Fred writes: I strongly oppose affirmative action in college/university settings for the following reasons:
1. In any college, if you admit people who are 200 SAT points below the mean, you create a class of people who are at an extreme disadvantage. In some colleges, most affirmative action people drop out or fail. If you have SATs of 1200, you should be at a college surrounded by people who have SATs of 1200, not people who have SATs of 1400.
2. It creates pressure on the part of faculties to "dumb down" curricula to accommodate the affirmative action students. In objective fields, like science, math and engineering, affirmative action students are driven out and pushed into fields like sociology or the humanities, where it is easy to pass mediocre students.
3. The true worth of a Harvard degree is this: the admissions process is what weeds out the mediocre--not the courses and education itself. An affirmative action Harvard grad is simply not equal to a merit-based Harvard grad. Everyone knows this and reacts to the degree accordingly.
4. In the words of Harry Edwards, I would not go to an affirmative action dentist. (I certainly would not go near an affirmative action urologist or brain surgeon.)
5. Affirmative action people develop a siege mentality. They are under enormous pressure. When the propriety of their affirmative action privileges are questioned, they respond with fear, because they themselves question whether they can really make it in their new environment. In short, they have strong doubts about whether they can make it.
Phillip Roth vs Cynthia Ozick
Undoubtedly, Phillip Roth, the secular Jew, is the greater writer. And undoubtedly Cynthia Ozick, the Orthodox Jew, is a happier person. And while Roth produces superior literature, Ozick's writing produces greater happiness for the reader. Roth is poison to the soul. And I love Roth, but like John Updike and most of the great secular novelists, he is fundamentally depressing. The religious outlook, by contrast, believes in redemption (personal, communal and universal).
Yet, if Roth were Orthodox, he'd be an inferior writer. We'd be denied his great ouevre. Almost all the great Jewish writers are non-Orthodox. Why does Orthodoxy militate against artistic greatness?
* Lack of freedom.
What brought on my reflections? Reading this review of Roth in the New York Review of Books which contains this observation: "...Roth and Cynthia Ozick are done with their career-long cabalistic smackdown."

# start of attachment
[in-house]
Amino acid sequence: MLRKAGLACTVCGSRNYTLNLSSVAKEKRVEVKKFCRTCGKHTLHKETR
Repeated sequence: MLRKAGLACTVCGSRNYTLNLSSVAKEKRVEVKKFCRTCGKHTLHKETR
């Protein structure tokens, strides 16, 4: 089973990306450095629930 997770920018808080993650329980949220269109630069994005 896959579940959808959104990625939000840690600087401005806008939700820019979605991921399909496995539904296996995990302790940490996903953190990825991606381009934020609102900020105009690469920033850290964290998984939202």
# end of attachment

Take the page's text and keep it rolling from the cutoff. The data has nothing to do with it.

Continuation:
I remember hearing an Orthodox rabbi lament that Jewish comic Jackie Mason, an ordained Orthodox rabbi, left religious observance to be a comic. The rabbi lamented that Mason didn't use his comic abilities to bring Jews to Yiddishkeit (Torah observance). Yet if Mason remained in the religious fold, he would not have been afforded the room to be as funny. Most of his routine would've been ruled out of bounds.
Judaism is fundamentally a serious rigorous unfunny religion. If Woody Allen were Orthodox, he would not be the filmmaker and comic he is. Yet I'm sure he'd also be a finer person.
I realize that my destiny is to be fundamentally ill at ease with whatever society I choose. That way I must stay at home alone a lot and write. That's how God or nature programmed me. Same with Ernest Hemingway and Evelyn Waugh and Leo Tolstoy... I'm sure you see the resemblance.
Blacklisted Journalists - Alisa Valdes-Rodriguez And Her Amazing Rants
Khunrum writes: "I have been trading E mail with Al Aronowitz who has a website www.TheBlacklistedJournalist.com. Bitter is not the word for the way this poor guy feels. He was very big about thirty years ago. A music writer with The New York Post (remember reading him) and other publications. He hung with the giants of the day The Beatles, Dylan, Miles Davis every big name in the biz. Then crash and burn. Now he claims he is ignored by his contemporaries (true) and blacklisted (Not true I believe). Creative endeavors can take a lot out of a person I'd say."
Luke says: Here's the interesting case of journalist Alisa Valdes-Rodriguez who claims her hormones made her viciously lash out at her colleagues.